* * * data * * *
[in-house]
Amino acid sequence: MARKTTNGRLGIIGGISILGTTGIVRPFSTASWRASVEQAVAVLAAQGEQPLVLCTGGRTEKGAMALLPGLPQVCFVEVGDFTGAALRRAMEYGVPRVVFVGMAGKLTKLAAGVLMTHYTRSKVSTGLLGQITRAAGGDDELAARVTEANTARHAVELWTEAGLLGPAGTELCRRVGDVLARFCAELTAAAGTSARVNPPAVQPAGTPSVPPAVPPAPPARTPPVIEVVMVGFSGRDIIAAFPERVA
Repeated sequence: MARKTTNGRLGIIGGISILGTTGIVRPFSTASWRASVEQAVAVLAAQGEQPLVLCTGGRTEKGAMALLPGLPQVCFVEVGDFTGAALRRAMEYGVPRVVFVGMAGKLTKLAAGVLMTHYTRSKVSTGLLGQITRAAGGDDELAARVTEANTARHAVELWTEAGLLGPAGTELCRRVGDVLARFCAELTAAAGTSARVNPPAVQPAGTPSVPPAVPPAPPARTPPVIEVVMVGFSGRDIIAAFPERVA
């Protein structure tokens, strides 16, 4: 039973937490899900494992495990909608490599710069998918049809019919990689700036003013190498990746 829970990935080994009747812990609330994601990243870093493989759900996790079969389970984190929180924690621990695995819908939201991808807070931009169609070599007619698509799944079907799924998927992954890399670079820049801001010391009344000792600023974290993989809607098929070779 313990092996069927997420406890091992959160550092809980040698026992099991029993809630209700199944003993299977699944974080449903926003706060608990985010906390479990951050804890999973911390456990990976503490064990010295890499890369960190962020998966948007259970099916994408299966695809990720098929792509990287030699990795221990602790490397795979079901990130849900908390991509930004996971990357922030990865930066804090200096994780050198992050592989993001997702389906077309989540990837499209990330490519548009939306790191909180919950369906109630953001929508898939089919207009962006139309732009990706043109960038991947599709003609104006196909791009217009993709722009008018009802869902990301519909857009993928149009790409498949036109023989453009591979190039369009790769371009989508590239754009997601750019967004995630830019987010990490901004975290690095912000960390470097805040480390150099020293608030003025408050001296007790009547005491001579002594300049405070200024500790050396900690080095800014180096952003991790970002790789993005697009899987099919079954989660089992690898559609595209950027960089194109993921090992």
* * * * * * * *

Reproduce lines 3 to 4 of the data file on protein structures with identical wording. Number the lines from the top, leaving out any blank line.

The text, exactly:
Repeated sequence: MARKTTNGRLGIIGGISILGTTGIVRPFSTASWRASVEQAVAVLAAQGEQPLVLCTGGRTEKGAMALLPGLPQVCFVEVGDFTGAALRRAMEYGVPRVVFVGMAGKLTKLAAGVLMTHYTRSKVSTGLLGQITRAAGGDDELAARVTEANTARHAVELWTEAGLLGPAGTELCRRVGDVLARFCAELTAAAGTSARVNPPAVQPAGTPSVPPAVPPAPPARTPPVIEVVMVGFSGRDIIAAFPERVA
């Protein structure tokens, strides 16, 4: 039973937490899900494992495990909608490599710069998918049809019919990689700036003013190498990746 829970990935080994009747812990609330994601990243870093493989759900996790079969389970984190929180924690621990695995819908939201991808807070931009169609070599007619698509799944079907799924998927992954890399670079820049801001010391009344000792600023974290993989809607098929070779 313990092996069927997420406890091992959160550092809980040698026992099991029993809630209700199944003993299977699944974080449903926003706060608990985010906390479990951050804890999973911390456990990976503490064990010295890499890369960190962020998966948007259970099916994408299966695809990720098929792509990287030699990795221990602790490397795979079901990130849900908390991509930004996971990357922030990865930066804090200096994780050198992050592989993001997702389906077309989540990837499209990330490519548009939306790191909180919950369906109630953001929508898939089919207009962006139309732009990706043109960038991947599709003609104006196909791009217009993709722009008018009802869902990301519909857009993928149009790409498949036109023989453009591979190039369009790769371009989508590239754009997601750019967004995630830019987010990490901004975290690095912000960390470097805040480390150099020293608030003025408050001296007790009547005491001579002594300049405070200024500790050396900690080095800014180096952003991790970002790789993005697009899987099919079954989660089992690898559609595209950027960089194109993921090992």